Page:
John prefers discretionary administrative changes in the coupon (suspensions, reinstatements, and the like which is fine for corporations, not so good for macro economic policy tools). Your proposal makes a little more sense, and would work better if we say that 20% and only 20% of all available tax revenue will be paid out in interest to security holders. Obviously, during recessions, the government would be collecting less in tax revenue and so total payouts would fall (pro cyclical government policy).

    9. Thanks for finding that passage, Frank. I don't know how these administrative changes work, but Anat Admati has strongly criticized CoCos issued by banks because the uncertainty created by such changes or conversions can have a destabilizing effect. That would be especially true if these securities were held in large quantities, by people waiting to see exactly how the government will handle a fiscal crisis. Why is John Cochrane advocating monetary discretion, when we can have rules-based adjustments? Have we entered bizarro world?

    10. I don't have the criticisms that Anat has as long as the CoCos eliminate / reduce the need for government intervention. The problem comes about when government (responsible for macro-economic stability) becomes a destabilizing economic force either through pro cyclical economic measures or through ad hoc discretionary measures.

      I agree, government macro policy should be rules based, and it should be countercyclical. The problem with John's argument is that he leaves government to define an "exigency" after the fact. Cut the coupon, then devise a reason. That leads to politically motivated changes in coupon payments rather than countercyclical, rules based changes.

    11. Yes I also have that same concern about optional coupon payments. If the goal is to reduce the cost of government borrowing, then the government should not also be buying the option to skip payments. What Prof. Cochrane wants with this option is stabilization, and a better way to get that is by linear contracts such as those proposed by Shiller, or linear monetary rules advocated by John Taylor. The government would still have plenty of real options in a crisis, without needing to buy them from lenders.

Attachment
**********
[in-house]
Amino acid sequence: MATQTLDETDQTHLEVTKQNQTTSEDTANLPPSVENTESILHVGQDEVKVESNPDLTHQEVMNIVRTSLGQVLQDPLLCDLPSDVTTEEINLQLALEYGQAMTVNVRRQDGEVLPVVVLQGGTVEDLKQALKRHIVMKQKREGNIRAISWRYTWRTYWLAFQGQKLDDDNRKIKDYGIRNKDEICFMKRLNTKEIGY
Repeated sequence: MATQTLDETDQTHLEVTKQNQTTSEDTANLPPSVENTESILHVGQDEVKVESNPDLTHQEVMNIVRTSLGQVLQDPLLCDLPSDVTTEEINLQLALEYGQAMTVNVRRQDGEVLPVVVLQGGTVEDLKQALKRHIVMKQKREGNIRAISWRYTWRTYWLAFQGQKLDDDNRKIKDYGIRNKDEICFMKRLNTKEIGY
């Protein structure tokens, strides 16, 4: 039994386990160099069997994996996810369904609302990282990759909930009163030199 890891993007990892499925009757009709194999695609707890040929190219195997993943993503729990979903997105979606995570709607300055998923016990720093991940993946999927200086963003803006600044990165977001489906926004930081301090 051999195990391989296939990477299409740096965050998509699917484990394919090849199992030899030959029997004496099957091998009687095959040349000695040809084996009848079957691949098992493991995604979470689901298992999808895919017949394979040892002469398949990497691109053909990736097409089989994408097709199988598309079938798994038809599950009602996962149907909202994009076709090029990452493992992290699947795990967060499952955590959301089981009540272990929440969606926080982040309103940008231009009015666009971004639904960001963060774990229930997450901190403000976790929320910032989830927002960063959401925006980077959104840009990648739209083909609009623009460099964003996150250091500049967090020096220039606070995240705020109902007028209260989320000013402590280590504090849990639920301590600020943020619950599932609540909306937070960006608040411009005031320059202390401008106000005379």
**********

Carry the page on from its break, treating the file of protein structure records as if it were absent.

12. Anwer,

      The problem (as I see it) with Shiller's GDP linked contracts is that they are pro cyclical - return on GDP linked securities rises during booms and falls during recessions.

      And so while I agree that linear contracts are the way to go, I would insist that as a macroeconomic stabilization tool they should be counter cyclical.

    13. Anwer,

      "If the goal is to reduce the cost of government borrowing..."

      I disagree that a government should try to "reduce the cost of it's borrowing". Rather, a government should try to match it's realized cost of financing with the performance of the economy. That is what Shiller's GDP linked contracts are all about. If GDP is growing like gang busters, then Shiller's GDP will end up costing the government more on an absolute basis than if GDP growth was negligible.

      The problem comes down to getting the realized cost of financing to match economic performance while allowing government to act in a counter cyclical fashion to promote growth.

      Risky assets are the key, but John introduces non-linear, discretionary risk to the holders of government securities when linear, non-discretionary risk is better suited to the task.

    14. They are counter-cyclical because the government is selling them, not buying them. In other words, the government is reducing its exposure to macroeconomic risk, and stabilizing its finances. This is the argument that Shiller uses to advocate for them.

    15. Anwer,

      Yes the government is reducing it's exposure to macroeconomic risk, but that must also mean that buyers are increasing their exposure to macroeconomic risk - hence they are pro-cyclical.

      Suppose I own a store whose fortunes rise and fall with the rate of GDP growth. I then take my profits and invest them in GDP contracts sold by the federal government. Has my risk exposure to GDP increased or decreased?

      "They are counter-cyclical because the government is selling them, not buying them."

      No. If you read Shiller's proposal, GDP linked securities make coupon payments that are linked to the GDP growth rate (also John recommends coupon payments with his perpetual securities). These coupon payments (government expenditures) rise and fall with the GDP growth rate and so they are pro-cyclical. If Shiller had instead said that these securities would accrue returns at the GDP growth rate, you can make an argument that sales by the government reduce overall liquidity. The coupon payments restore that liquidity.